The 2020-2021 Civil Discourse class at GVSU focused on journalism and global civil discourse. This was a seminar course designed to examine the tensions that have arose from the international assault on civil discourse, truth and democracy that has happened around the world, as well as identify how journalists and others have operated in their efforts to contribute accurate information to public understanding. Students studied the consistent methods of attacking and discrediting unfavorable information through the use of the rhetoric of fake news, attacking the journalists and the outlets that produce them, the efforts to control the information to which people have access, and the use of social media and information networks to spread viral misinformation. At the same time, they also looked into the work of those people, organizations and news outlets engaged in countering these trends. This part of the course included investigating the developing global fact checking network, the social media strategies they are using, and their efforts to automate some of the counter information. It also involved hearing from journalists who lived and worked in countries with difficult press environments who were members of the global water investigation that Professor Lowenstein lead. By the end of the semester, students were able to be more engaged and critical news consumers with a broader, more informed perspective on these issues and its consequences for our world. They also were able to understand and engage in civil discourse around these and other thorny issues.

Professor Elizabeth Arnold

A civil discourse on climate change could not be timelier in America. President Trump and his administration are pulling out of the international Paris climate agreement, severely cutting funding to clean energy programs and climate change initiatives and appointing non-scientists into key governmental positions. These actions of our government have increased skepticism, ignorance and confusion among the public on the topic and have increased the partisan divide on climate change. These actions stand in direct opposition to the broad scientific consensus that climate change is real and man-made, and affecting communities in every part of the country. The focus this semester within the larger topic of climate change will be water resources.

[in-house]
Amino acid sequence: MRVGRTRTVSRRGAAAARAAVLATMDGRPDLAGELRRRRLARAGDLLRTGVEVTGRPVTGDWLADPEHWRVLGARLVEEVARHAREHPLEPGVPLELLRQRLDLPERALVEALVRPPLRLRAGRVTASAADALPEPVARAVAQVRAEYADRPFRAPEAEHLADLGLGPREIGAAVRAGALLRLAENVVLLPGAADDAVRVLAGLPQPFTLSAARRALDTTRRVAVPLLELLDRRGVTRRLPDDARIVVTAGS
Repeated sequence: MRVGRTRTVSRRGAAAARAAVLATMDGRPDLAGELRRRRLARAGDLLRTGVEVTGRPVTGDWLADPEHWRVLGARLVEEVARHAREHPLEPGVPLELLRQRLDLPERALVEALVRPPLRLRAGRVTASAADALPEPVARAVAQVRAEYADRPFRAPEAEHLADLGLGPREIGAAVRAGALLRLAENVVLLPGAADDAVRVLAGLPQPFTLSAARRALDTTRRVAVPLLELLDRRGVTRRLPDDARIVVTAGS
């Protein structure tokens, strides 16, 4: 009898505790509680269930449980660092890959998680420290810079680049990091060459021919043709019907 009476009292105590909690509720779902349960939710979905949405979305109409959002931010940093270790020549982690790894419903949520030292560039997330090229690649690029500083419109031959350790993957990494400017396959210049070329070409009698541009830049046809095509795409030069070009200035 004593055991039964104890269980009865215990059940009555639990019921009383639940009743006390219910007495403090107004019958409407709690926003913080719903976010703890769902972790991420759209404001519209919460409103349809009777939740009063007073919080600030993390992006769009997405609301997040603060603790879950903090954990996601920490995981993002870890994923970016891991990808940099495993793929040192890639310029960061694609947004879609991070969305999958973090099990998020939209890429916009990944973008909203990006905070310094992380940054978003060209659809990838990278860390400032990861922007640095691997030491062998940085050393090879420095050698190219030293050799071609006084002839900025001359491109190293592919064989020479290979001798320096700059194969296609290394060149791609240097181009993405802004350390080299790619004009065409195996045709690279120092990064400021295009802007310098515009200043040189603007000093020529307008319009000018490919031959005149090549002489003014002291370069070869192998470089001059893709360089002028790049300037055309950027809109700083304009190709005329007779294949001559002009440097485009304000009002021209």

Professor Jack Mangala

This course takes an interdisciplinary and grassroots approach to the study of immigration. Students are challenged to think critically about the processes and issues driving international migration (globalization, poverty, conflicts, human rights and the environment) as well as its impact on sending and host countries and communities.

A core emphasis of the course, and an area of experiential learning for students, will be on grassroots initiatives and local efforts aimed at building welcoming cities and communities for immigrants and refugees. The overarching objective of the course is to enable students to develop the skills and intellectual assets needed to engage in civil discourse on the defining issue of immigration.

This class is now offered Fall semesters as GSI/PLS 215: Global Migration.

Professor Lisa Perhamus

This course studies community revitalization efforts in the city of Detroit. Focusing on community-based initiatives that are strengthening neighborhoods, improving schools and fostering the well-being of children, families, and neighborhoods in Detroit, this course invites students with diverse perspectives, from across content areas. The class includes two visits to Detroit.  

This class is now offered Fall semesters as IDS/EDF 325: Learning from Detroit.

Page last modified March 17, 2024